N2 - Background: A paradoxical inverse relationship between body mass index, morbidity and mortality in patients with ischemic heart disease has been noted; but the underlying mechanisms remain unclear. Given that coronary resistance arteries are the primary regulators of myocardial blood flow, we examined the effects of obesity and medication on dilator function in coronary microvessels.Methods: Bradykinin-induced coronary dilation was assessed by videomicroscopy in ex vivo coronary arterioles obtained from 64 consecutive patients undergoing heart surgery. Multi-variable linear regression and logistic regression were used to investigate the effects of obesity (BMI ≥ 30 kg/M2) and the influences of medications on vessel responses.Results: In isolated, pressurized (80 mmHg) coronary arterioles of obese and non-obese patient the active (73±4 vs. 79±13 μm) and passive (111 ± 5.5 vs. 118 ± 5.0 μm) diameters were similar. Bradykinin elicited substantial dilation in coronary arterioles, with a similar magnitude in obese and non-obese patients (to 10-8 M: 55 ± 5% vs. 46 ± 5%, P = 0.20), but with significantly enhanced sensitivity in obesity (EC50: 8.2x10-9 M vs. 1.9x10-8 M, respectively, P = 0.03). When adjusted for other risk factors and medications, obesity and statins were determined to be the only positive predictors of enhanced dilation, as assessed with multiple regression analysis. Moreover, obese patients with or without statin exhibited significantly increased coronary dilation to bradykinin, when compared to non-obese patients without statin therapy.Conclusions: Obesity and statin therapy are independently associated with an enhanced dilator function of coronary arterioles in patients undergoing heart surgery, which may offer a potential mechanism for the better cardiovascular outcome described earlier as the obesity paradox.

AB - Background: A paradoxical inverse relationship between body mass index, morbidity and mortality in patients with ischemic heart disease has been noted; but the underlying mechanisms remain unclear. Given that coronary resistance arteries are the primary regulators of myocardial blood flow, we examined the effects of obesity and medication on dilator function in coronary microvessels.Methods: Bradykinin-induced coronary dilation was assessed by videomicroscopy in ex vivo coronary arterioles obtained from 64 consecutive patients undergoing heart surgery. Multi-variable linear regression and logistic regression were used to investigate the effects of obesity (BMI ≥ 30 kg/M2) and the influences of medications on vessel responses.Results: In isolated, pressurized (80 mmHg) coronary arterioles of obese and non-obese patient the active (73±4 vs. 79±13 μm) and passive (111 ± 5.5 vs. 118 ± 5.0 μm) diameters were similar. Bradykinin elicited substantial dilation in coronary arterioles, with a similar magnitude in obese and non-obese patients (to 10-8 M: 55 ± 5% vs. 46 ± 5%, P = 0.20), but with significantly enhanced sensitivity in obesity (EC50: 8.2x10-9 M vs. 1.9x10-8 M, respectively, P = 0.03). When adjusted for other risk factors and medications, obesity and statins were determined to be the only positive predictors of enhanced dilation, as assessed with multiple regression analysis. Moreover, obese patients with or without statin exhibited significantly increased coronary dilation to bradykinin, when compared to non-obese patients without statin therapy.Conclusions: Obesity and statin therapy are independently associated with an enhanced dilator function of coronary arterioles in patients undergoing heart surgery, which may offer a potential mechanism for the better cardiovascular outcome described earlier as the obesity paradox.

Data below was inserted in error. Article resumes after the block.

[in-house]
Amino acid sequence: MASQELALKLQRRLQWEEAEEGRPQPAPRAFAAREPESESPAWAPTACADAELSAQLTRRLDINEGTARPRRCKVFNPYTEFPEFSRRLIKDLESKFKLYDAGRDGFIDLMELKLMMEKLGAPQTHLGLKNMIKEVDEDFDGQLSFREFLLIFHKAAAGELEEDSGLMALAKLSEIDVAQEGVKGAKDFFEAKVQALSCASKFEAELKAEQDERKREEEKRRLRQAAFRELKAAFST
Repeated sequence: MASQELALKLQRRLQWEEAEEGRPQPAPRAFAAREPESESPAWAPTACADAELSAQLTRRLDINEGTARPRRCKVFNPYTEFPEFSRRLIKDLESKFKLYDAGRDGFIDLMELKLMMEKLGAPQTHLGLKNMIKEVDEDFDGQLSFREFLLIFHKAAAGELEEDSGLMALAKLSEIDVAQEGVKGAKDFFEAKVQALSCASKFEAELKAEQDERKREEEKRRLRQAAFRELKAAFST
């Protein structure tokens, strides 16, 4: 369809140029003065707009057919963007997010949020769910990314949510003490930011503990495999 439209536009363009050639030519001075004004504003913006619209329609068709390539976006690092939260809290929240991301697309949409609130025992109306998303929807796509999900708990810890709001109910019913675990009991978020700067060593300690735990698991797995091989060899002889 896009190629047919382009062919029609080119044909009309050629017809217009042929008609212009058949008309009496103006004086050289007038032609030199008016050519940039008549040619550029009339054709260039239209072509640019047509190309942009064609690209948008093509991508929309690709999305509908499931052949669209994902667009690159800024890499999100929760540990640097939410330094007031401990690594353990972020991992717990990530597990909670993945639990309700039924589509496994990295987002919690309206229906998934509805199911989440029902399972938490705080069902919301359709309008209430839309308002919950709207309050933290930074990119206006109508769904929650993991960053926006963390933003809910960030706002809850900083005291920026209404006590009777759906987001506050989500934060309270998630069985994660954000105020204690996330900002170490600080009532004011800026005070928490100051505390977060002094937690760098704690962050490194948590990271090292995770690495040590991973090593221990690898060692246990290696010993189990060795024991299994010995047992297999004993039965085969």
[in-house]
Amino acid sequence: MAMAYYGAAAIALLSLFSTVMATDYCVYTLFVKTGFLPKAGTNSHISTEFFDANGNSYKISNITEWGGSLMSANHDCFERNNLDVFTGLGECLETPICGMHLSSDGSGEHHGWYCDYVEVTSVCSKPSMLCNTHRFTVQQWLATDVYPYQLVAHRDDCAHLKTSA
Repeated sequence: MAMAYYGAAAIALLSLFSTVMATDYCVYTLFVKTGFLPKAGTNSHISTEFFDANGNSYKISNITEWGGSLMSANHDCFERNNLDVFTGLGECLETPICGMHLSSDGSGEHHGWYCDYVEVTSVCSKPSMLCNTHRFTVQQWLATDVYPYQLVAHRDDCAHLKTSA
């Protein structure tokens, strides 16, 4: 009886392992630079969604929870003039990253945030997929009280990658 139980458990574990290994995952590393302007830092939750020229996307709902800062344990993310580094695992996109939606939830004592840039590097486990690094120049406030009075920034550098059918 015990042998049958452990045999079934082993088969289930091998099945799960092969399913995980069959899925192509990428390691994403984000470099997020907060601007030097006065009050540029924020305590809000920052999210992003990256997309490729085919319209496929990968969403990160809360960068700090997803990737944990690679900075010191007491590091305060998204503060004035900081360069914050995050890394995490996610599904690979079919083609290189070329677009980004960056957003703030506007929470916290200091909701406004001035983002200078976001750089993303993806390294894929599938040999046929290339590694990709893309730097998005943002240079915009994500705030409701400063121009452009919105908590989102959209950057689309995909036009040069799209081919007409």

KW - Coronary arteriole

KW - Microcirculation

KW - Obesity paradox

KW - Statin